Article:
As I write this I am in south India at an Ayurvedic retreat. Ayurveda is the oldest system of healing arts known to man. It dates back thousands of years to the writing of the Vedas, or ancient texts.
One of the pillars of this remarkably comprehensive and far-reaching system is to establish and maintain balance of body, mind and spirit. Since this corresponds so directly with the work I do as a stress psychologist I want to take a moment, at year’s end, review this foundational aspect of good health. Let’s start out with
thinking of yourself as a team of three players. They are called your body, your mind and your spirit. Your body is easy to recognize: it’s your blood and guts, flesh and bones. Mind is a big word and harder to define. Let’s limit our understanding of “mind” right now to the part of you that comments on yourself (“I’m OK, I’m terrible, I can do this, I’ll never get anything right”). Spirit is the most elusive of the three, yet it is, on our “team of 3”, a player of equal importance. Let’s view spirit as the force that defines your goals and drives you to achieve them.
For an easy visual, consider your team of three like a 3-legged stool: one leg each for body, mind and spirit. When all three legs are equally strong the stool is a sturdy, dependable platform (elephants stand on it at the circus!). But when one of the legs is weak or shorter there is instability and inequilibrium. Not only does the platform give way, but a “shortness” in one leg will effect the other two. If you are feverish (body), chances are you won’t be able to think straight (mind), and you won’t have much oomph to do anything (spirit). To function as a winning team you need all three players to be in top form: strong, robust and cooperating.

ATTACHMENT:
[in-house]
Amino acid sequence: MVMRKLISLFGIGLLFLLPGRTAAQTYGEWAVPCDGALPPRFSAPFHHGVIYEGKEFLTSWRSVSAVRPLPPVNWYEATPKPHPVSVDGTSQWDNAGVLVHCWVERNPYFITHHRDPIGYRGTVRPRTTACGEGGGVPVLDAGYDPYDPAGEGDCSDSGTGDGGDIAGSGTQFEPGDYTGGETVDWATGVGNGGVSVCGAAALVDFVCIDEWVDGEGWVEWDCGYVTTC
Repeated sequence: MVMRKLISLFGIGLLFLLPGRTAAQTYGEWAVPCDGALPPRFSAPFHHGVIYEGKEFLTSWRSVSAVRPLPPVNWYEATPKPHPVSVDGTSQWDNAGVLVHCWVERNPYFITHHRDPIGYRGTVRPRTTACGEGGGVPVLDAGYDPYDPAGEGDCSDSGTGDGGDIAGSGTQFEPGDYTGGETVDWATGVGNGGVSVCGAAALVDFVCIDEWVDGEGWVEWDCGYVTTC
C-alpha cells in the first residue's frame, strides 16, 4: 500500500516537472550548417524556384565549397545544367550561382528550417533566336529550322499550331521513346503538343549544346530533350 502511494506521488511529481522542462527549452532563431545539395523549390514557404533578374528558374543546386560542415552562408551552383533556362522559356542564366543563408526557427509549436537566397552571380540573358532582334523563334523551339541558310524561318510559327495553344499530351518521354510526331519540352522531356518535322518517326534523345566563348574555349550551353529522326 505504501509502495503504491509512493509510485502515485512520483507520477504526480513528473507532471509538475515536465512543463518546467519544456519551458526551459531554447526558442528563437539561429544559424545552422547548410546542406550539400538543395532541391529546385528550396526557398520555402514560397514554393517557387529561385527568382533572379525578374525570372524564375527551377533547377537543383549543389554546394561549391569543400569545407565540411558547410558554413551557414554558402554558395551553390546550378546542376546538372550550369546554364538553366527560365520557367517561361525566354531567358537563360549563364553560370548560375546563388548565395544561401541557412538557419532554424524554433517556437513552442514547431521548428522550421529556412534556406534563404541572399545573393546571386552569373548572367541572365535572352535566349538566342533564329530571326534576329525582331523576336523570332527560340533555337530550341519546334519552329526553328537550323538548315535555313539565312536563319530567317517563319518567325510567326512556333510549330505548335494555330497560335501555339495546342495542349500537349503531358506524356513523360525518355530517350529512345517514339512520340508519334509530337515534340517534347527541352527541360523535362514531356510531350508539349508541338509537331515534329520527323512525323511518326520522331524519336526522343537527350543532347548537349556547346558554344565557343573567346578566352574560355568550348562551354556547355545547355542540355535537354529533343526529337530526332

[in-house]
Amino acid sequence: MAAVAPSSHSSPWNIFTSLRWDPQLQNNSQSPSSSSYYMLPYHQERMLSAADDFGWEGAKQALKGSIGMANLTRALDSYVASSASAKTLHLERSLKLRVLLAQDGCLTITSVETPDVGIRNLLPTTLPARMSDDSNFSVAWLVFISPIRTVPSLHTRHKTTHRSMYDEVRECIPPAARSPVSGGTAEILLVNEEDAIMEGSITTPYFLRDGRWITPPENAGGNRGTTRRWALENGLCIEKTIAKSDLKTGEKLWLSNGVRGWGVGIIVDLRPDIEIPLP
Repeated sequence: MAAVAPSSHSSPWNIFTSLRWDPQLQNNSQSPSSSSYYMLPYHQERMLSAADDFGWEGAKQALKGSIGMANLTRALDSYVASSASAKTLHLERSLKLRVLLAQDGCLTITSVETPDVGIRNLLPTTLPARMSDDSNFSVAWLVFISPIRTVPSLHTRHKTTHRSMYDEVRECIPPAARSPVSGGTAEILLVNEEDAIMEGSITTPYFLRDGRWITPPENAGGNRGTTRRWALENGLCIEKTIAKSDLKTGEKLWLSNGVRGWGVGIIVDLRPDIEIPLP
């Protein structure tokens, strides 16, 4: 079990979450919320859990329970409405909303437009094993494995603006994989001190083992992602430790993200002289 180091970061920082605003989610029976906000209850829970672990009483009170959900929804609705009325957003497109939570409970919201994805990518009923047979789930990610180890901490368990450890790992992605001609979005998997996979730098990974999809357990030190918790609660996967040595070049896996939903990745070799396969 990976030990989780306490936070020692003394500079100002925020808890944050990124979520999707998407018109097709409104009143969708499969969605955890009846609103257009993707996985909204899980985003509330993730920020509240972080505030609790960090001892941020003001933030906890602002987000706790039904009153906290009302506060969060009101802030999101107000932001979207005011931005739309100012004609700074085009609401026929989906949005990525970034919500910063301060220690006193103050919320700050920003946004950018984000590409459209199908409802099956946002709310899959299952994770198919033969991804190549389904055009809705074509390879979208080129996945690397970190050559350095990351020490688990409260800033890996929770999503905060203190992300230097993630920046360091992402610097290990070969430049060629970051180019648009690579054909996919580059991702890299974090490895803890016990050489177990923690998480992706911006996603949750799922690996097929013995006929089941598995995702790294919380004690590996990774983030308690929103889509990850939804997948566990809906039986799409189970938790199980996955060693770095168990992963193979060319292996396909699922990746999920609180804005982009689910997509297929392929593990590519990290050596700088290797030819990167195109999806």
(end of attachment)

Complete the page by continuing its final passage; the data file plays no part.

Of the three legs, the one we tend to undervalue and pay least attention to is our spirit. There are two basic reasons for this: we can’t see it, and we negatively associate it with “religion.” Both reasons are based on faulty premises. Briefly, what I mean is this: over several hundred years, western science has done a good job of convincing us that what we can’t see is not real; and a common belief is that religion is nothing more than a set of rules to which one becomes a mindless slave.
While this is neither the time nor place for a complicated discourse (“It’s New Year’s Eve, Dr. B!), I’d recommend we consider making a new year’s resolution to pay more attention to our spirit. That means taking time to reflect, to quiet down, to meditate and to consider where we are really going with our lives and where we want to go. It’s easy to get all tied up, but that always leads to imbalance, discomfort and ultimately disease. Without spirit we would be robots. So if you’re feeling robotic about your life it’s a sure sign that your spirit needs to be rejuvenated.
The word “spirit,” after all, comes from the Latin inspirare, which also means to breathe. When we breathe, the circle is complete: our body relaxes, our mind calms down, and our spirit can fulfill its direction, which ultimately is to be a healthy, balanced, giving member of society.